The New York Times reports that President Donald Trump’s claim that he is a self-made billionaire whose only head start was a “small loan of a million dollars” from his father is false.
The New York Times notes that Trump inherited much of his family’s wealth — $413 million — through tax dodging and outright fraud from his father’s real estate empire.
David Barstow, three-time Pulitzer Prize-winning investigative reporter for The New York Times and the lead author on the new investigation, told Democracy Now:
I think there’s two core findings. One is simply that the narrative that Donald Trump has sold to the public for many decades now, the thing that made him famous, that gave him political power and that ultimately I think was the central focus of his presidential campaign, is this narrative that he is a self-made billionaire.
And what this story really reveals is the extent to which that just simply doesn’t square with the facts that are uncovered and that we show in this story. So that’s sort of I think point number one.
Point number two is, not only did he receive $413 million from his father, not only did he receive another $140 million in today’s dollars in loans from his father, but that that amount, the amount of money, was significantly increased by a series of tax schemes that the tax experts that we consulted with in our reporting, laying this out to them, said these things go way beyond the normal tax avoidance strategies that wealthy, sophisticated people will employ in any event to lower their tax bill.
This was a set of maneuvers that were actually intended to deceive the IRS about the value of things that were being given from Fred and Mary Trump to Donald Trump and his siblings.
I think those are the two main points–that there’s a huge amount of money flowing, not just when he was a young man, but actually throughout Donald Trump’s life, especially when he was in financial difficulties, especially when he was taking on new projects, and that that river of money was fed very much so by tax evasion, tax dodges.
Barstow said that Fred Trump was funneling hundreds thousands of dollars to son Donald when he was a toddler. Barstow also explained how Fred used government handouts to build his empire:
Yeah. So how does a three-year-old end up making $200,000 a year? That’s a good question.
Here’s how it worked. Fred Trump—Wayne is absolutely right that he was a really great builder in the outer boroughs, but much of his building was actually made possible through federal housing subsidies.
He was actually one of the country’s biggest recipients of cheap building loans basically made possible by the federal government.
He used $26 million or so of those cheap loans to build two of his biggest apartment complexes in New York, a place called Beach Haven and another place called Shore Haven, both out in Brooklyn.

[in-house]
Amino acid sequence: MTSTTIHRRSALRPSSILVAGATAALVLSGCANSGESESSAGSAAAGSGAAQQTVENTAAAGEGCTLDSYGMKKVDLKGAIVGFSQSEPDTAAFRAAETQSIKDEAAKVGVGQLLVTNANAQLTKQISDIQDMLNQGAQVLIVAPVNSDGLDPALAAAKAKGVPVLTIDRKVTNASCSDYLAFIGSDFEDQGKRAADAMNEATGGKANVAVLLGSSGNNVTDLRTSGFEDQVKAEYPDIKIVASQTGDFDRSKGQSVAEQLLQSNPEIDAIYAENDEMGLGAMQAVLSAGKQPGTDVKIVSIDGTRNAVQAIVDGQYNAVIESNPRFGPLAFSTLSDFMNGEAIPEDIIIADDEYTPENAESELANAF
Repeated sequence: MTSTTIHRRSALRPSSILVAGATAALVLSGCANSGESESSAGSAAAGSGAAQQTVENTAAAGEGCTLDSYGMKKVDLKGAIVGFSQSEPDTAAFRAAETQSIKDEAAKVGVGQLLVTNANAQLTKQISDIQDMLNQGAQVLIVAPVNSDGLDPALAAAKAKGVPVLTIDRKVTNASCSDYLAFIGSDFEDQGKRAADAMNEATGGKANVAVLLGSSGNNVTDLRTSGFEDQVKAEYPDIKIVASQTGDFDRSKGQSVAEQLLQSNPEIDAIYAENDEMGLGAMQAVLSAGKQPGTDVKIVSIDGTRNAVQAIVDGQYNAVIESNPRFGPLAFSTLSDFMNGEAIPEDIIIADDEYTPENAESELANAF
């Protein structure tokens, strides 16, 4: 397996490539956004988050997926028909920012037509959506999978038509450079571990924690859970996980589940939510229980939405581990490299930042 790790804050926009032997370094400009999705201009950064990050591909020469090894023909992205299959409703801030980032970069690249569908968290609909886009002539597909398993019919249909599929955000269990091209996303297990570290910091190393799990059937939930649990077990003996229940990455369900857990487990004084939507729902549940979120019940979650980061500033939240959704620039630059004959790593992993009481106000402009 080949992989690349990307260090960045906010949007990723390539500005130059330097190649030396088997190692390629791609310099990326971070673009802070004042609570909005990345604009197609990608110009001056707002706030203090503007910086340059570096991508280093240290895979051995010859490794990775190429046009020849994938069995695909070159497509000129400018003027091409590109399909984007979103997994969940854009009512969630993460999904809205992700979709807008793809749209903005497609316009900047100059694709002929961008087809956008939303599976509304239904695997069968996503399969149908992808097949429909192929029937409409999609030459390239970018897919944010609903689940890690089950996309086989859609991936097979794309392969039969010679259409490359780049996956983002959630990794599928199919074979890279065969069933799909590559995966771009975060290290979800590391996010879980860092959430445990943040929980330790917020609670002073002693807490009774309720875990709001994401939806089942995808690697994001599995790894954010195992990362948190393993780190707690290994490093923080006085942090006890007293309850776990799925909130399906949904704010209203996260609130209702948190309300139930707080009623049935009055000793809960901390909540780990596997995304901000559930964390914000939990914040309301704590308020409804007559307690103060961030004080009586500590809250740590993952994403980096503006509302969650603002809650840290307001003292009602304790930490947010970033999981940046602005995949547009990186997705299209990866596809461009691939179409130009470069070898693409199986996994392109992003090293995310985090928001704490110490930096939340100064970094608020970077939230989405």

These are massive, massive apartment complexes, thousands and thousands of units. So he was building those in the late ’40s, and what he did was something quite clever.
He put the land underneath the buildings into a trust and made his children the beneficiaries of that trust.
And then he had the companies, his companies that were actually building the buildings on top of the land, sign 99-year leases to pay rent to the landlords, his young children.
And so what that meant was that Donald Trump, starting at age three, was Fred Trump’s landlord. He was collecting rent payments from Fred Trump’s companies.
And it was this kind of maneuver, setting up these financial mechanisms, that would just create these automatic streams of money that just sort of month by month by month would trickle into trust accounts or into partnerships and find their way, ultimately, into the pockets of his children.
Fred Trump was just a genius at coming up with new ways, new revenue streams to funnel into the pockets of his children. So he didn’t just make his children his landlord; he also made his children his banker.
He made Donald Trump—didn’t just put him on the salary as a vice president of Fred Trump’s companies; he also then paid him separately to be his consultant. He paid him separately to be a property manager. He paid him separately to be a purchasing agent. And on and on and on it went.
And in the course of all of—as we gathered up all of the records from inside of Fred Trump’s real estate empire, we started counting up—how many different revenue streams has he created for Donald Trump through the years? And we got up to—295 is what we counted, what we were able to document.
Some of these things, they weren’t in and of themselves big money. For example, Fred Trump funneled the laundry revenue from his buildings to Donald.
That’s not a lot of money, but when you sort of start aggregating it, putting it all together, it is just this mighty endless river of money flowing constantly into the bank accounts of Donald Trump.
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